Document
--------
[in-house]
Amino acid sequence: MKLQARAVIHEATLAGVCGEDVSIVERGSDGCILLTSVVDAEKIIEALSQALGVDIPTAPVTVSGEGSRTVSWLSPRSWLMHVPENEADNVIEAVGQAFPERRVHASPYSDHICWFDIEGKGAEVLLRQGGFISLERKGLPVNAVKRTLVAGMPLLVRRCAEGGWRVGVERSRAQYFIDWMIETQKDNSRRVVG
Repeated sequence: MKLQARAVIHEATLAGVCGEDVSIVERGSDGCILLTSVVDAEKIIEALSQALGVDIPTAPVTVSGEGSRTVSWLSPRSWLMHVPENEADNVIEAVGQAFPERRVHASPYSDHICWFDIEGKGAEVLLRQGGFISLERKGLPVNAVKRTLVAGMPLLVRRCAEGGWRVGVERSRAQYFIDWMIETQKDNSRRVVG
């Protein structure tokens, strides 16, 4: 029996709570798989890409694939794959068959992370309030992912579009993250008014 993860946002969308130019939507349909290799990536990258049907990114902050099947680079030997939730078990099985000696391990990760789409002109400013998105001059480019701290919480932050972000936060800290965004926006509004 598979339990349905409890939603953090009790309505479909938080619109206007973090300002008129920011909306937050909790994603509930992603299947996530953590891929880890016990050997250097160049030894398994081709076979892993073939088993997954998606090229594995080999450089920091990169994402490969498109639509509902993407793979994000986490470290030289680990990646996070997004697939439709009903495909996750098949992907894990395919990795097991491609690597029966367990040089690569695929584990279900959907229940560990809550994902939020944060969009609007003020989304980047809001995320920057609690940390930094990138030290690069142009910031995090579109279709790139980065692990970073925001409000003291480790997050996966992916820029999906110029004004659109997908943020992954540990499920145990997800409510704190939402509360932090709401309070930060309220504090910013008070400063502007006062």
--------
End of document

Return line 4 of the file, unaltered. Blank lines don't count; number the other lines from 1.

């Protein structure tokens, strides 16, 4: 029996709570798989890409694939794959068959992370309030992912579009993250008014 993860946002969308130019939507349909290799990536990258049907990114902050099947680079030997939730078990099985000696391990990760789409002109400013998105001059480019701290919480932050972000936060800290965004926006509004 598979339990349905409890939603953090009790309505479909938080619109206007973090300002008129920011909306937050909790994603509930992603299947996530953590891929880890016990050997250097160049030894398994081709076979892993073939088993997954998606090229594995080999450089920091990169994402490969498109639509509902993407793979994000986490470290030289680990990646996070997004697939439709009903495909996750098949992907894990395919990795097991491609690597029966367990040089690569695929584990279900959907229940560990809550994902939020944060969009609007003020989304980047809001995320920057609690940390930094990138030290690069142009910031995090579109279709790139980065692990970073925001409000003291480790997050996966992916820029999906110029004004659109997908943020992954540990499920145990997800409510704190939402509360932090709401309070930060309220504090910013008070400063502007006062």